Dr Ian Walker, Cancer Research UK’s executive director of policy, said: "Tobacco kills one person every five minutes in the UK. Research like this shows that the issue of smoking isn’t just about cigarettes – all tobacco products are harmful and cause cancer, no matter what form they come in. That’s why it’s crucial that the government’s age of sale legislation applies to all tobacco products.

"If implemented, this policy will be a vital step towards creating a smokefree UK, preventing future generations from ever becoming addicted to tobacco."

The number of people quitting smoking dropped significantly when the Covid-19 pandemic struck. (Picture: Adobe Stock)The number of people quitting smoking dropped significantly when the Covid-19 pandemic struck. (Picture: Adobe Stock)
The number of people quitting smoking dropped significantly when the Covid-19 pandemic struck. (Picture: Adobe Stock) | Adobe Stock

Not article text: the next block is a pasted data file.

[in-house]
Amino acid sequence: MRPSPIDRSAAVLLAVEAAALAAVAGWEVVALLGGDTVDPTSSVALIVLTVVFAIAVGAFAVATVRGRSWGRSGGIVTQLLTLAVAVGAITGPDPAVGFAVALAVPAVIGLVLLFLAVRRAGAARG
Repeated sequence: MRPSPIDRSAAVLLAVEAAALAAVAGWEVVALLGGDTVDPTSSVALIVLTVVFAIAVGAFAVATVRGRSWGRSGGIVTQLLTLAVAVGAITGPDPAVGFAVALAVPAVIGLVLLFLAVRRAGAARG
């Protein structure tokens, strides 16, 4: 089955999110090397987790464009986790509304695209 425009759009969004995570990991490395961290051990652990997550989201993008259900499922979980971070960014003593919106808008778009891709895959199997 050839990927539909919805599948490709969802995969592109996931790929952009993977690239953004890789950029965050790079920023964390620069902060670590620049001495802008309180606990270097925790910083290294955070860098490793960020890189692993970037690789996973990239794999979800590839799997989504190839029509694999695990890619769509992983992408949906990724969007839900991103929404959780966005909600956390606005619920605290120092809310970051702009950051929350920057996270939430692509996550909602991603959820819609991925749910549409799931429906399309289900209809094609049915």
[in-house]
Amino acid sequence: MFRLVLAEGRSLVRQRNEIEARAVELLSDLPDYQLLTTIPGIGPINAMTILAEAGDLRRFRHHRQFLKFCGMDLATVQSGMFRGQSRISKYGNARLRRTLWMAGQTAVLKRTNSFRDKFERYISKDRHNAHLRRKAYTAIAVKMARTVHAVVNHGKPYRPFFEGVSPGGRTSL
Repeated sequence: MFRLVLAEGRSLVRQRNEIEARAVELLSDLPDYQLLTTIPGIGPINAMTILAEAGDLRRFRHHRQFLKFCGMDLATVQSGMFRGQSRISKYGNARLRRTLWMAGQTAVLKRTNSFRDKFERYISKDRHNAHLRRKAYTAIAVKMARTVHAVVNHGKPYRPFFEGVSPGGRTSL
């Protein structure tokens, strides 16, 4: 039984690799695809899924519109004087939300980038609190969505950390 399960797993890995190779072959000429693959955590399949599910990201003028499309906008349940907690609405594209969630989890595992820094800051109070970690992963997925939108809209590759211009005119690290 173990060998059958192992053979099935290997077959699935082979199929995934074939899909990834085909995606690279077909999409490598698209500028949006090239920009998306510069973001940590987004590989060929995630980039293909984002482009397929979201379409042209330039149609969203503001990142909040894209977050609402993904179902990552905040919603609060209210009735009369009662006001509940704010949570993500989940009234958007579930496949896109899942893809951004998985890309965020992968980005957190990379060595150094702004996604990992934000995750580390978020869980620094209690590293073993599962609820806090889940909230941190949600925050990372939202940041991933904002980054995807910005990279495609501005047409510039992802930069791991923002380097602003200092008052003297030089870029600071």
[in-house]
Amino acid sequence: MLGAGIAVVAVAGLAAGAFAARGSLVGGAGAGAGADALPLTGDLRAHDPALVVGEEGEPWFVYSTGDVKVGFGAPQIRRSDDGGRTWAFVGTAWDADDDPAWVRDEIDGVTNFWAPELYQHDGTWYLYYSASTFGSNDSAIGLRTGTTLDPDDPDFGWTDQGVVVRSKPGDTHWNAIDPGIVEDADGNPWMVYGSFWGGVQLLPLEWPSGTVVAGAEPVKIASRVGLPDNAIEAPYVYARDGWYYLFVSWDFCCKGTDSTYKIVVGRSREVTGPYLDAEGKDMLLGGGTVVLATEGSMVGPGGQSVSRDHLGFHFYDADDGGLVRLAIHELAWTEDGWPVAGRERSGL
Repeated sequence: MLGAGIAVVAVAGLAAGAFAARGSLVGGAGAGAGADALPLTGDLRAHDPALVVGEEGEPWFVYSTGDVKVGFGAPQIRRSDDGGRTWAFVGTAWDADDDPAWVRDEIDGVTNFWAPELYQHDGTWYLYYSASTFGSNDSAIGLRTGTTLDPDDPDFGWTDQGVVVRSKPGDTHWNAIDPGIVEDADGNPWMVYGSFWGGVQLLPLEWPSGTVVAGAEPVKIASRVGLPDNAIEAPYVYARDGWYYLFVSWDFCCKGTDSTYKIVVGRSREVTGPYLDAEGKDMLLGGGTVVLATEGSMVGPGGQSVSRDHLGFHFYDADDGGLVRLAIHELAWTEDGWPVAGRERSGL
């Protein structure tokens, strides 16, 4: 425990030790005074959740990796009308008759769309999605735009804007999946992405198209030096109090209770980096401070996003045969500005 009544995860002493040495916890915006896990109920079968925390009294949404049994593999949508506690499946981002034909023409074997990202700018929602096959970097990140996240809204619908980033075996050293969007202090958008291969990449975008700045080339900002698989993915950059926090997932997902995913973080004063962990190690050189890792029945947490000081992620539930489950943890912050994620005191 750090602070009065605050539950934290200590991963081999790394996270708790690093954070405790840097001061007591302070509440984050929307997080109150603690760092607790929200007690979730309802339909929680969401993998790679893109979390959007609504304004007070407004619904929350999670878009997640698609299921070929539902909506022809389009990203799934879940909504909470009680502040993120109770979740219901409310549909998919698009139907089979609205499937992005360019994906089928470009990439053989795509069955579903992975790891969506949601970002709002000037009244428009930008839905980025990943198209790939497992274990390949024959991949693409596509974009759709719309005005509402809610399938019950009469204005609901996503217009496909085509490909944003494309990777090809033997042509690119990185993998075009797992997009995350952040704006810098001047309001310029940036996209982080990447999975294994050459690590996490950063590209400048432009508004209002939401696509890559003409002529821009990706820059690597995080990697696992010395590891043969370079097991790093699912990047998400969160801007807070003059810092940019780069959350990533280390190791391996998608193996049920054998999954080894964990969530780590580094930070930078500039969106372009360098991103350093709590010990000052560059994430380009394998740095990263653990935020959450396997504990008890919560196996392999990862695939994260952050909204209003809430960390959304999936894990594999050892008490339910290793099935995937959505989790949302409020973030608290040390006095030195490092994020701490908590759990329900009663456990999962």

Dr Sarah Jackson, lead author of the paper and principal research fellow at UCL’s Institute of Epidemiology and Heath, added: "This 10-year-long study captures the shift in trends of non-cigarette tobacco use and paints a concerning picture. Although rates of cigarette smoking have fallen, our data show there has been a sharp rise in use of other smoked tobacco products, particularly among young people.

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"It’s vital that smoking cessation services are adequately funded and available across the UK, so that the around 772,800 people who use non-cigarette tobacco products, and the millions who use cigarettes, are given the support they need to quit."

Deborah Arnott, chief executive of the charity Action on Smoking and Health (Ash), said: "The largest single non-cigarette product category is cigars, which include cigarillos, a type of cigarette wrapped in cigar leaf. They’re just like cigarettes to smoke, but because they’re classed as cigars they’re not subject to plain packaging, there’s no ban on menthol flavours and pack sizes smaller than 20 are legal.

"A pack of 10 cigarillos can be bought for half the price of a pack of cigarettes, making them more attractive to price-sensitive young people. Since 2016 when plain packs legislation came into force sales volumes for cigars have grown by 90 per cent and the majority of that growth will be due to cigarillos. This is a serious loophole in the legislation which needs to be fixed and fixed now."